We sat, ate, and smiled.  

Thanks Peko Peko!

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Announcement: What\’s Hot in Local Eating~Peko Peko!

I recently attended this fabulous event at 826 Valencia, moderated by the talented and beguiling Chris Ying.  How can you resist someone who dug up a mid-50\’s copy of James Beard\’s Cooking Fish and used it as his sole prop during a panel on the politics and science of food?

Each of the panelists talked about why we\’re interested in food and what about it interests us now.  If you, like these esteemed food journalists, are passionate about delicious morsels that meet Bonnie Azab Powell\’s critera for SOLE food (Sustainable, Organic, Local, Ethical) you\’ll LOVE Peko-Peko.  The mastermind behind the affair, Sylvan Mishima Brackett, cut his teeth as assistant to Alice Waters at Chez Panisse and editing The Slow Food Guide to San Francisco and the Bay Area.

This month, Peko-Peko  has created a Spring bento box available for delivery in the Bay Area.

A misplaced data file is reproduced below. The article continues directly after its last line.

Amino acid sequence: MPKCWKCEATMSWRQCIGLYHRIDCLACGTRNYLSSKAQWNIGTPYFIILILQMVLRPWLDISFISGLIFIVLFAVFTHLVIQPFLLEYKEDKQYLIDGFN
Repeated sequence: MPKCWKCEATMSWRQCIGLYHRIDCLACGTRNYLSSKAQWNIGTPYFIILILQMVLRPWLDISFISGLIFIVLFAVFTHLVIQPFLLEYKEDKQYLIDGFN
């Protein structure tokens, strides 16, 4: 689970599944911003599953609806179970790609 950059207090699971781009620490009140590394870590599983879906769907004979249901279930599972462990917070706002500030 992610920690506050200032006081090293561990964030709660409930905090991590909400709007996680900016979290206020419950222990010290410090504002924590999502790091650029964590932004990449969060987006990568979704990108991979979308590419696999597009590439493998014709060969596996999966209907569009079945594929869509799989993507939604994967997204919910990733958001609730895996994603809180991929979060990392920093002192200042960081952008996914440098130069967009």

The bottom level of this two tier bento is filled with kanimeshi: fresh steamed Dungeness crab, seasoned California-grown Japanese rice, pickled ginger, and sansho pepper. The top layer includes three menchikatsu: Marin Sun pastured pork and onion cutlets and dashi maki tamago: rolled farm egg with fresh dashi. Made primarily with ingredients from around the Bay Area, it’s a taste of Tokyo by way of San Francisco. This bento serves 2-3 people and is $65.

Deliveries will be made every Wednesday in March. Orders must be placed by the Monday prior to delivery.